Sunday, August 28, 2011

Journal Entry # 152

Saturday, August 27 - Day 156 - Mile 1836.0 - Crawford Notch, NH

Up early ( as usual ) at the Galehead Hut. Had a great breakfast of oatmeal and French toast to kick start our day. We met some folks that had stayed the day before with us at the Greenleaf Hut. Most of the talk was about the pending storm and the unprecedented closing of all the Huts and trails until Tuesday.

Buffalo Bobby and I had a long day ahead of us as we had to get to Crawford Notch before the rain came in. This was a hike of 14.7 miles over some tough terrain.

Right out of the Hut we had a very steep rock climb that lasted just over an hour. The report from the Hut Manager was that the trail would get easier after that climb down to the next Hut about 7.5 miles away and then the trail followed an old railroad bed into Crawford Notch. This was a gross understatement. Our hike all the way to the next Hut was up and down rock scrambles at the rate if about 1 mile an hour. Buffalo Bobby was hoping to get a bowl of soup at the Hut for lunch, but the Croo was gone to resupply and just a crowd of  day hikers were hanging around eating what leftovers there were.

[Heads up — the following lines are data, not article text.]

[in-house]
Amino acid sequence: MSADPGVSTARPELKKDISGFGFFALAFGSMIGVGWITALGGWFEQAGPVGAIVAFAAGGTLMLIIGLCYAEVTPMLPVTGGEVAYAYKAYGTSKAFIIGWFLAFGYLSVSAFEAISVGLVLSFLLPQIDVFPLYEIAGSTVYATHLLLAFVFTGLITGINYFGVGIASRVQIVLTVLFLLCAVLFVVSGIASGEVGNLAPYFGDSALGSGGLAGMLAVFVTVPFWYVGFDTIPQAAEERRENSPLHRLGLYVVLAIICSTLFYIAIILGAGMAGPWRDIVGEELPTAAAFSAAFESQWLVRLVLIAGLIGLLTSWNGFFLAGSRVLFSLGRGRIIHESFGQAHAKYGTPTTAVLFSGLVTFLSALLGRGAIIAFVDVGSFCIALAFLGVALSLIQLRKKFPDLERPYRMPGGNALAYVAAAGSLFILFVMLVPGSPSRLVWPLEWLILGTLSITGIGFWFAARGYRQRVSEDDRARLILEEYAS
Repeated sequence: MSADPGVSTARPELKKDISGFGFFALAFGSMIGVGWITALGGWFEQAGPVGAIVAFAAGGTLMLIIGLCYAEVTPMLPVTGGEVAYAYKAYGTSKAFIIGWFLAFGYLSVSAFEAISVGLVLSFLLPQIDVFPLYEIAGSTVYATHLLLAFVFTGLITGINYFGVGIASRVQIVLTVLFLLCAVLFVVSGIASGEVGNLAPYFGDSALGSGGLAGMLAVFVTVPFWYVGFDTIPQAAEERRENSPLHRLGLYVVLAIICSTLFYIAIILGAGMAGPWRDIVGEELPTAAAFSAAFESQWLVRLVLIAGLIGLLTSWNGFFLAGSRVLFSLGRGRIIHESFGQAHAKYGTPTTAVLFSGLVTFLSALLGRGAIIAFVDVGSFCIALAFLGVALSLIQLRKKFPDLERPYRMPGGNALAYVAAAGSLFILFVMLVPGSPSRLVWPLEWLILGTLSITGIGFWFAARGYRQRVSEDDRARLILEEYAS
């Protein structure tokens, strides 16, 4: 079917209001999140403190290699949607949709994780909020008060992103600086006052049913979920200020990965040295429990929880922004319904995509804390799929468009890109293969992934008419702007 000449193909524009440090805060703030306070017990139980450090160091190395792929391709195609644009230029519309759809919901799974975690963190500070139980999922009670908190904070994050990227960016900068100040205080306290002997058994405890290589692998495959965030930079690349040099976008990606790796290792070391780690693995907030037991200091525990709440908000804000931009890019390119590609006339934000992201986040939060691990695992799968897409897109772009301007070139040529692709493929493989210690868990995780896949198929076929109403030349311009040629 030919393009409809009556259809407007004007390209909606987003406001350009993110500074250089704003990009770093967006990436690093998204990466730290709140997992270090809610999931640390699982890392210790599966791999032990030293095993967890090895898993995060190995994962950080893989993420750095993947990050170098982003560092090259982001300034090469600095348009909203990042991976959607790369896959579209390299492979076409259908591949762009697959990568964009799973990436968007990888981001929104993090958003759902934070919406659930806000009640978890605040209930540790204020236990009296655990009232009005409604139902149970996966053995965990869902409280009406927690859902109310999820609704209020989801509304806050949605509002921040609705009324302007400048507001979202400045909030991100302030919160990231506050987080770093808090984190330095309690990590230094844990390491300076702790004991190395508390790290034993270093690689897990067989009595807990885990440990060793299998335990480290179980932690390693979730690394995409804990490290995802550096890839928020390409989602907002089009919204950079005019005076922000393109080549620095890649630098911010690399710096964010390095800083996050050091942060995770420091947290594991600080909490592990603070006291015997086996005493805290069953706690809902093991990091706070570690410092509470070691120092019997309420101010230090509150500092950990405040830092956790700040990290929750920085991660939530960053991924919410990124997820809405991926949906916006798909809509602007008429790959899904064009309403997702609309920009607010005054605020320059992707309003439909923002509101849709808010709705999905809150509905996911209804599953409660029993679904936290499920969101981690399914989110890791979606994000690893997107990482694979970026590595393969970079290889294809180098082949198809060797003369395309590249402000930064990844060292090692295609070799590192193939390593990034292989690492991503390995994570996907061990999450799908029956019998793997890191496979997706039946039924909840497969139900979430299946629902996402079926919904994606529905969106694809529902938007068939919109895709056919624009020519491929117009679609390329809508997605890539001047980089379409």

After a short break at the Hut we started our trek to the Crawford Notch over the alleged abandoned railroad bed. I've walked on abandoned railroad beds and they're flat, wide and a pleasure to walk on. If what we took down to Crawford Notch was an old railroad bed I'll eat my tent including poles. The path was strewn with rocks, roots, bogs and decaying bog boards, steep inclines and dramatic downs.  I was very concerned about getting out of the woods in the time frame I wanted. Although this section of trail was not what it was reported to be we were able to make better time then on the first half of the hike and get out of the woods late afternoon.  (When am I going to learn not to listen to hikers about trail distances or conditions).

The trailhead at Crawford Notch is in the middle of nowhere and of course no cell service to call a hotel or shuttle. Hitching was our only option. I stuck my thumb out aggressively, as Guardian taught us, and the second vehicle stopped. It was driven by Sean who had his Daughter and dogs in the truck so we threw our packs and selves into the open bed.  Shawn and his daughter were riding home after doing some hiking. He gave us each a cold Long Trail beer and took us to a very nice motel in Conroy,NH.

Once again we had good fortune when it was needed and a great place to hang out until the trail opens again on Tuesday.

Well fed and pretty tired from a full day we'll get some sleep without any need to get up in the morning!
Hope everyone rides out the storm OK.

Peace, Love, Joy & Hope,
Trolley Stop

1 comment:

  1. I can see where your 40-lb. pack is your ticket to a hitch to town, but I'm surprised so many people pick up hitch-hikers today. I guess AT hikers are the exception to today's wariness of hitch-hiking.